In all OECD countries, those who have not completed upper secondary school within 21 years (dropouts) are doing worse in the labor market, with higher NEET (Not in Education or Training) rates, more periods of unemployment and lower income. Does it pay for young people who do not finish upper secondary school within 21 years to complete before they turn 28? A comparative analysis of four Nordic countries, Norway, Sweden, Denmark and Finland, finds that those who completed by age 28 have a 12-15 percentage point lower probability of being NEET. When checked for socioeconomic backgrounds and especially for early school-to-work transitions between 16 and 20 years, much of the differences between countries disappear.
There are major differences between different groups in the different countries. The difference is most accentuated between those who finish late and those who never finish upper secondary school: biggest among those who drop out for unemployment or social security, and smallest among those who drop out for work. There are small differences between Denmark, Finland and Norway regarding the relationship between late completion of a vocational track and later NEET status. On the other hand, the connection between late completion of an academic track is weaker in Norway than in Denmark and Finland.
In this study, we examine the impact of diagnosed internalizing and externalizing behavioral problems on educational attainment using a fixed effect model on rich administrative data including the Norwegian Patient Register which provides all records to specialist mental health care services. The sample consists of full cohorts of youth in Norway who were 15 to 17 years old in the period 2008-2012 (N=303,969). Diagnosed internalizing and externalizing behavioral problems during adolescence are studied with respect to later educational attainment. To this purpose data from Norwegian Patient Register which provides all records to specialist mental health care service. Results suggest that mental health problems in ages 15 to 17 strongly affects educational performance both with respect with school completion and the likelihood of entering further education. Externalizing problems have a stronger impact than internalizing problems, irrespective of gender. Boys with internalizing problems fare worse than girls with internalizing problems. Separate analyses by educational track and the timing of the consultations provides complementary insights.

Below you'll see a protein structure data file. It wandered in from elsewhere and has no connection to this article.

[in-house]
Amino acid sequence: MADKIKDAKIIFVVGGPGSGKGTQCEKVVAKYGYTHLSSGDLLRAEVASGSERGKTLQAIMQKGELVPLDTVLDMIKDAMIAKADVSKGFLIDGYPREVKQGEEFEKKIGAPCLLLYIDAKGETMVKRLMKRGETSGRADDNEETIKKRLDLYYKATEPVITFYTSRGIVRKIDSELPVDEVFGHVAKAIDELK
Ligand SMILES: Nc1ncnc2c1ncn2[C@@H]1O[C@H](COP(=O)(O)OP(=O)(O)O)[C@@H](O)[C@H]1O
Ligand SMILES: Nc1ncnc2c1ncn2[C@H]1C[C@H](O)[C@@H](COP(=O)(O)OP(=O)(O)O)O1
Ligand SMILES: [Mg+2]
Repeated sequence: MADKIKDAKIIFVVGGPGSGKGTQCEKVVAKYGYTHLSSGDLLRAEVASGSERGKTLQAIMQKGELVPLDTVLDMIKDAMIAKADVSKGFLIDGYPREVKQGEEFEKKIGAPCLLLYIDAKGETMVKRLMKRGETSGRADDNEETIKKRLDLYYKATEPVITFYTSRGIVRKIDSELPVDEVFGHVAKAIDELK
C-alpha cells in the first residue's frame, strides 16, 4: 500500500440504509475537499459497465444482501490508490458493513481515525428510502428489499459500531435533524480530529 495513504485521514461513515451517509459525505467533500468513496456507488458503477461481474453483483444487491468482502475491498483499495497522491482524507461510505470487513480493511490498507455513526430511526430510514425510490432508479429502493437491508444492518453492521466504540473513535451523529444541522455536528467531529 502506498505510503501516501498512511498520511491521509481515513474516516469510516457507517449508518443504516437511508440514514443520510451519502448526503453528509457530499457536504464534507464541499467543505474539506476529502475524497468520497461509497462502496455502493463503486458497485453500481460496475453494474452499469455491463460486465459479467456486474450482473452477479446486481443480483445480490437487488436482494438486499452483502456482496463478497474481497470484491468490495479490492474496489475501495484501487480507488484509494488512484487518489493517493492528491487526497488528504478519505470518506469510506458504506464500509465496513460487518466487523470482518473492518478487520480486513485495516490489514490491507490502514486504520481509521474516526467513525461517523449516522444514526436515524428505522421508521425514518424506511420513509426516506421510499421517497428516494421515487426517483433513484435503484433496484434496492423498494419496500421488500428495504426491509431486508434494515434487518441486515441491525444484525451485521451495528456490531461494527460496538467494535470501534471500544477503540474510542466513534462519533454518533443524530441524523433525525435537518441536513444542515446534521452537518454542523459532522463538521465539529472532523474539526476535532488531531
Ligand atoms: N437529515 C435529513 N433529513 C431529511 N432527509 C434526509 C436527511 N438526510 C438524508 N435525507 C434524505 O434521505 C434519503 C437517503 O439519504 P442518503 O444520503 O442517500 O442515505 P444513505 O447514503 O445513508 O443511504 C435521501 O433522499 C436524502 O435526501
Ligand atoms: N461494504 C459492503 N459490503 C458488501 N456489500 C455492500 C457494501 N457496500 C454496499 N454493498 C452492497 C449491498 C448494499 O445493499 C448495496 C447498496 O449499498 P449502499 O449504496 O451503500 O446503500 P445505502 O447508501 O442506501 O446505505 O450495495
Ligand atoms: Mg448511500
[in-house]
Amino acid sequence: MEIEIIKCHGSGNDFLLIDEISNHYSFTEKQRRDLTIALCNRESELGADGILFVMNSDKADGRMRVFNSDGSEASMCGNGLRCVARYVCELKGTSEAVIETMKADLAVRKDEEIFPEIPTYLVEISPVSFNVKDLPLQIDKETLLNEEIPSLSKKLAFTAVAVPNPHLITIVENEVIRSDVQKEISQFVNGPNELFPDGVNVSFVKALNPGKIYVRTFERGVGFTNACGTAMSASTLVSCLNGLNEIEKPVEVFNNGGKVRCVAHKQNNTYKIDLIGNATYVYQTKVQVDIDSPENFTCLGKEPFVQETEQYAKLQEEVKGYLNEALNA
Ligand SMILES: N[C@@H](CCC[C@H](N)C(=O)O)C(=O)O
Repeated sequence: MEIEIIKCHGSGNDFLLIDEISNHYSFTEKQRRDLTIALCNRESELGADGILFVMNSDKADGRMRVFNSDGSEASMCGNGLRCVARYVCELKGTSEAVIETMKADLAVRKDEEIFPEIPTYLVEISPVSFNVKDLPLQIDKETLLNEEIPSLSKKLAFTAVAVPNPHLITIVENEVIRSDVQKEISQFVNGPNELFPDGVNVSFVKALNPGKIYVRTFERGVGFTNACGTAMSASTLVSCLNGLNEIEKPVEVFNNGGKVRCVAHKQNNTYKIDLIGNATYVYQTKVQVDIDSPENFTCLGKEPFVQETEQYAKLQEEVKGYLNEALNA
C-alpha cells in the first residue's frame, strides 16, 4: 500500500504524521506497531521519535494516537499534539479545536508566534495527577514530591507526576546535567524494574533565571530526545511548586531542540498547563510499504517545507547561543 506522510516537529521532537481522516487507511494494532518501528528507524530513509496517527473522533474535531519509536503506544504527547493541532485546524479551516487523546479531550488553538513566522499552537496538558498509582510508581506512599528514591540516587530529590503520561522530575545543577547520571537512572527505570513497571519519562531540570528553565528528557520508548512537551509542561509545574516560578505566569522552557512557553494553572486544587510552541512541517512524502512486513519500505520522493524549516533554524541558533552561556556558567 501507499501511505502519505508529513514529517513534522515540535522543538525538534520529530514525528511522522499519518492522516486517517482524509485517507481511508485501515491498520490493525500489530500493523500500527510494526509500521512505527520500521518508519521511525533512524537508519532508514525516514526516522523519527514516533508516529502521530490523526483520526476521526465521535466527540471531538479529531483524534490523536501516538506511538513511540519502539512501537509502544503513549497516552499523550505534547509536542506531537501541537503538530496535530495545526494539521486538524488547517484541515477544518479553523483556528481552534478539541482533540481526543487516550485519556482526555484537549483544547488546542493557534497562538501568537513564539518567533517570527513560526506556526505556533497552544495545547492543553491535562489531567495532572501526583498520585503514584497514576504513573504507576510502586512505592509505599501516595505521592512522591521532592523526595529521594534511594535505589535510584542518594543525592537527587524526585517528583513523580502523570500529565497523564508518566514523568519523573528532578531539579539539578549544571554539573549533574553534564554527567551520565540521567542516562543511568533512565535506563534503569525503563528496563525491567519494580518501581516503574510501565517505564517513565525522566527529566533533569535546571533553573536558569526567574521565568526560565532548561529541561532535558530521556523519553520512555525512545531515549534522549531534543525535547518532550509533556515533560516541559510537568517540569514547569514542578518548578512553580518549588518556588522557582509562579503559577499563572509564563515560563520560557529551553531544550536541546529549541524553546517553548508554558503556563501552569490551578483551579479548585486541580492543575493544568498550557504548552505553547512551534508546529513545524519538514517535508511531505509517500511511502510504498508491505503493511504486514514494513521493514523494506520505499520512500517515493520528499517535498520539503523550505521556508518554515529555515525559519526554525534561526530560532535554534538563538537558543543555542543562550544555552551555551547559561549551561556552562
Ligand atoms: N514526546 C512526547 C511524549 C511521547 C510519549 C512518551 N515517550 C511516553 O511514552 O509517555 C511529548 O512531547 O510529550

We have published in international refereed journals and one book chapter mostly in the field of Economics and Sociology. We have also published in a national popular science journal. Extensive cooperation with researchers in the Nordic countries as well as in depth knowledge of the respective countries policies and data has been very fruitful. Several results have implications for policy and practice. The overall lesson is that early intervention strongly reduces problems associated with educational attainment and labour market attachment later in life. The rising number of young people in their 20s with work impairment actualizes such concern. It is both difficult and costly to target active labour market programs to this disadvantaged group. Moreover, effects are uncertain, particularly for the most widespread programs in Norway today. Our analyses point to the benefits of providing opportunities for completing secondary education to those who do not finish by the age of 21.
The primary objective of the project is to present high quality research that increases the understanding of education-to-work transitions for youth, with a special focus on transitions for disadvanteged youth.
The proposed project consists of five independent, but closely related sub-projects.
In the first subproject we analyse the importance of health for the transitions from education to work, based on detailed register information on health.
In the second subproject we will use the international PIAAC data to analyse the relationship between not completing upper secondary school and later outcomes, focussing on the importance of skills and health.
In the third subproject we investigate the impact of dropping out of upper secondary in good and bad times. How do individuals who drop out fare compared to those who do not drop out, and how does this impact vary with the business cycle?
In the fourth subproject we conduct a comparative analysis between the Nordic countries and analyse the consequences of late completion of upper secondary schooling, compared to other trajectories for youth who do not complete upper secondary schooling on time.
In the fifth and last subproject we evaluate the "Youth guarantee" for individuals with reduced work capacity. We analyse if this guarantee has affected transitions to education and work.
The findings from the project should should be of of high relevance, both for the research community and policy makers at large.